Though not necessarily a metric, my confidence meter when Anunoby has a head of steam and going towards the rim is at a healthy 8 out of 10. In the prior two years, Anunoby could look out of control in this scenario and force something that was not necessarily there. When Matt Devlin drops a nervous “easy now” when you’re attacking, it likely means that is not the best source of offense for the Raptors. A younger Anunoby was a prime candidate for the “easy now.”

That is no longer the case, as Devlin will instead start building his voice to a crescendo when OG attacks in anticipation of an exciting play. When he gets to the rim, OG uses his ridiculous strength, athleticism, and body control to finish in unorthodox yet often spectacular ways. A shockingly soft touch to go with his brute force make him a very effective finisher in the paint, as he shoots 67 percent at the rim according to Cleaning the Glass, which ranks him in the 80th percentile amongst forwards, a position rife with talented at-rim finishers.

Toronto’s offense is rarely run through Anunoby though, so the onus falls on him to take advantage of opportunities when he sees them. Doing so also allows him to continue his development as a passer. He’s not Steve Nash, but if he continues to attack and draw attention, he can at least make a smart read and find an open man. Once again, this all starts with a willingness to shoot the three-pointer.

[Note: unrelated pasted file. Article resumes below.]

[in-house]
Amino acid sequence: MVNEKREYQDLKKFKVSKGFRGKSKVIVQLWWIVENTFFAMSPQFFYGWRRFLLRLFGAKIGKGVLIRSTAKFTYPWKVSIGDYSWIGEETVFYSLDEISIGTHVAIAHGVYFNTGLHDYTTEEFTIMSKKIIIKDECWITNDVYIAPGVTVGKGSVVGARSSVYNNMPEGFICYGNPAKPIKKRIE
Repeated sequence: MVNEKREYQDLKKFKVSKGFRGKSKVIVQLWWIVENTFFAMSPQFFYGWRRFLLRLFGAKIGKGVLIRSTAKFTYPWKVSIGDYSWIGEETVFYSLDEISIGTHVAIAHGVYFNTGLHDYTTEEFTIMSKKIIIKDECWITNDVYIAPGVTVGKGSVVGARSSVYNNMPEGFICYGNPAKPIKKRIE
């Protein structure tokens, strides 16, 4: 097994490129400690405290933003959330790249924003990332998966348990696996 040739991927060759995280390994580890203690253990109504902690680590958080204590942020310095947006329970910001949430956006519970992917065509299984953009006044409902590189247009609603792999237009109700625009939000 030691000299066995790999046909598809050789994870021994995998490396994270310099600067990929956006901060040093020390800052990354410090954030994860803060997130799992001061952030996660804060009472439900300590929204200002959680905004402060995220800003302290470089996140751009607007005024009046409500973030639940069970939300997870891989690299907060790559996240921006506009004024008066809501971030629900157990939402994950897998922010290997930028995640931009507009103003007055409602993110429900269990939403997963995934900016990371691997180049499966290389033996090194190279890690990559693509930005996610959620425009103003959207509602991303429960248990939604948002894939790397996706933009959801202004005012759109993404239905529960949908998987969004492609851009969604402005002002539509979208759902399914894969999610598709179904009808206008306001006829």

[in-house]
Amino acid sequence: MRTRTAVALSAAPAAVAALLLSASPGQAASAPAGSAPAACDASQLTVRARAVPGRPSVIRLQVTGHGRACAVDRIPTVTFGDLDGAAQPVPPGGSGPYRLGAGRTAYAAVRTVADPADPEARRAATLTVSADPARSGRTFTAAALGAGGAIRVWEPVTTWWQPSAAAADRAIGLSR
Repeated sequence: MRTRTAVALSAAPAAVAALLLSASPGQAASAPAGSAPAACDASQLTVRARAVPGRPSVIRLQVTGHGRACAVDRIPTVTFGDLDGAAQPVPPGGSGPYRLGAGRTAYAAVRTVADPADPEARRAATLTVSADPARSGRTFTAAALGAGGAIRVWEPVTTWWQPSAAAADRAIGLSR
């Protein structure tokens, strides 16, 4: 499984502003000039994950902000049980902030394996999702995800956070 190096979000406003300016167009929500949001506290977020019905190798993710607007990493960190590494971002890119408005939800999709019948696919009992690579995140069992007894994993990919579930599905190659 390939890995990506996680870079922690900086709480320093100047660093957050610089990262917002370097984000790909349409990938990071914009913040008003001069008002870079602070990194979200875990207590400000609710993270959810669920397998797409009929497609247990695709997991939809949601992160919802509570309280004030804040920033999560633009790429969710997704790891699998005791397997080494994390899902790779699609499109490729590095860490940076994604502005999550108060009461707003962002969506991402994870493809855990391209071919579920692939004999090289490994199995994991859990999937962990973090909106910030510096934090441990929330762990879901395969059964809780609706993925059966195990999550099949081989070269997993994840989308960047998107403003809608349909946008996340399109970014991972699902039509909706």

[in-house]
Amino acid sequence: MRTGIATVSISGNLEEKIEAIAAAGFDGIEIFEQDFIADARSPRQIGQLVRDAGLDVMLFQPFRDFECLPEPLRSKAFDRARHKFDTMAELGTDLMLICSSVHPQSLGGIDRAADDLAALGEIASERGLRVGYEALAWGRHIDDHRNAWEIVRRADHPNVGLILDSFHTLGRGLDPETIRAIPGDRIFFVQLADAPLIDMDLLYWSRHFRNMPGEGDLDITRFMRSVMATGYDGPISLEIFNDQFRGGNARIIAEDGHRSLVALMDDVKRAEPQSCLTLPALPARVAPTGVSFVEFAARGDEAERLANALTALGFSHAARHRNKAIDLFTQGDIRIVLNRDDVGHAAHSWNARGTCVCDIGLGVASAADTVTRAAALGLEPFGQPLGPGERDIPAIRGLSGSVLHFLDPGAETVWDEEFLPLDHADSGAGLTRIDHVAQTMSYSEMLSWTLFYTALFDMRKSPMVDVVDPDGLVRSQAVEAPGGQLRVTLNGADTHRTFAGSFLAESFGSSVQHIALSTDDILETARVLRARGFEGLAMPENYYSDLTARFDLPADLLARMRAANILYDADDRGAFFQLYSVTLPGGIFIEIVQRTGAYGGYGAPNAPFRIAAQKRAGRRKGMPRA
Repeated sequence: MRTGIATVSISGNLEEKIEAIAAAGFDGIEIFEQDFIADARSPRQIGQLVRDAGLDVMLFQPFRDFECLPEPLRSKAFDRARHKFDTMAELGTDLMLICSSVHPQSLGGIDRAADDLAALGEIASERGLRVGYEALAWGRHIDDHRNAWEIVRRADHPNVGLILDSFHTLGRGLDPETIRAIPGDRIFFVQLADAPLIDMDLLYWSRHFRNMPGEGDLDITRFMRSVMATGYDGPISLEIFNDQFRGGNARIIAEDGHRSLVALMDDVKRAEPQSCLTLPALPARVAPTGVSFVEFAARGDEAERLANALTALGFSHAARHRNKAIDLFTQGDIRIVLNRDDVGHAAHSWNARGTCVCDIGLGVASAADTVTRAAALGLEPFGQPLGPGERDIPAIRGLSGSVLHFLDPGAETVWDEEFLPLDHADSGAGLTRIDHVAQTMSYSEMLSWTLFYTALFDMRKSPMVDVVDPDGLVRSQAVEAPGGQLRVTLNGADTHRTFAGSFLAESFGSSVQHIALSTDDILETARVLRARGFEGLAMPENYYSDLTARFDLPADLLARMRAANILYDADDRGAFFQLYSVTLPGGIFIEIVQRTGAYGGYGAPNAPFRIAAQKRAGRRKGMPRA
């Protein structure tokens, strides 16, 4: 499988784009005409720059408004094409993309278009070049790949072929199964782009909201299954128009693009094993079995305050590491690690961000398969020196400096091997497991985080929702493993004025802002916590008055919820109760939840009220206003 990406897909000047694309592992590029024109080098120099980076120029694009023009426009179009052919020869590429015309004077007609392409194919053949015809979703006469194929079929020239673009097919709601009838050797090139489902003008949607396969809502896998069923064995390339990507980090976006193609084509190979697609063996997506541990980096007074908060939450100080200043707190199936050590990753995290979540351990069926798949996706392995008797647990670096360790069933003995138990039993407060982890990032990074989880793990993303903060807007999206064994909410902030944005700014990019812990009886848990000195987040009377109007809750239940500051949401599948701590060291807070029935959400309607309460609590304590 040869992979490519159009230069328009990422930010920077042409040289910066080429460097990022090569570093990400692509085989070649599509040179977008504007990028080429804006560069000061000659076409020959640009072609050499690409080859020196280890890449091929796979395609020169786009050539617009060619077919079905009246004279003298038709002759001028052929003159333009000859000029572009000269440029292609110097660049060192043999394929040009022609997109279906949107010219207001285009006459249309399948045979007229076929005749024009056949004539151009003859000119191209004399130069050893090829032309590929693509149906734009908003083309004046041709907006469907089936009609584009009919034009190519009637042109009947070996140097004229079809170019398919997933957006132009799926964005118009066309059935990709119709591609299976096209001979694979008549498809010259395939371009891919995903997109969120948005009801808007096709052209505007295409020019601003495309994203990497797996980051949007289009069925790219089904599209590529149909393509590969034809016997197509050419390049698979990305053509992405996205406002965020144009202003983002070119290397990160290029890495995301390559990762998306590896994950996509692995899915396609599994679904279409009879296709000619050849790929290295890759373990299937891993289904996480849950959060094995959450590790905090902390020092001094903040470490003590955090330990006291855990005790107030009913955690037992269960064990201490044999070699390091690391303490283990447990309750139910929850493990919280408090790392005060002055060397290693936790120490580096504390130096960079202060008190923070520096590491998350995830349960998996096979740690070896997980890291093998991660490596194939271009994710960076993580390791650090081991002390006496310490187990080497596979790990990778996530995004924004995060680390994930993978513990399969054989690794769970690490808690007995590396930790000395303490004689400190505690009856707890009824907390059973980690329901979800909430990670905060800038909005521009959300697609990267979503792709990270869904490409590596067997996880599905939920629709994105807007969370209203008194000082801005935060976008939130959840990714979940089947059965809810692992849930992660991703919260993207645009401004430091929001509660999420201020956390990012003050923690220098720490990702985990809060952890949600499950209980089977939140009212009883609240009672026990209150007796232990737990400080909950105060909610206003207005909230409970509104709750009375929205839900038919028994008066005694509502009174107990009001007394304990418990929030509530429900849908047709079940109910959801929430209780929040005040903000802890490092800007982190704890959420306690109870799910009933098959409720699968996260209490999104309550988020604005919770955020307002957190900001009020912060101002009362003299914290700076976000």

An OG Anunoby that is shooting the three at an above average rate, and opportunistically attacking the rim is the Anunoby that the Raptors need to attain their ceiling as a team this year and in the years to come. The team has sometimes had success in bench lineups without him, but in the playoffs where the rotations tighten, the Raptors need their best guys, of which Anunoby is absolutely one, to play like it. For now, a confident Anunoby on offense can be the difference between wins and losses for a hobbled Raptors team with a razor thin margin for error.

It should be noted that there is a correlation between good offensive numbers and the Raptors being at full strength. This likely means that he benefits from less attention placed on him, which makes sense considering his offensive game is predicated on open shots and attacking windows that could have been opened by other players. Nonetheless, Raptors fans, myself included, believe that he can do more with his talent, regardless of the circumstances, and the benefit of that to the team would be immense.

The void left by Kawhi Leonard is impossible to truly replace, but OG Anunoby has the opportunity to play a role in a valiant effort to do so. Kyle Lowry, Fred VanVleet, Pascal Siakam, and even Norman Powell have taken up the mantle this year, and though he showed signs of doing so early this season, Raptors fans are still waiting on Anunoby to fully embrace this opportunity. It is a long season, and a few nights of hot shooting can change the narrative entirely, but we need more out of OG Anunoby right now.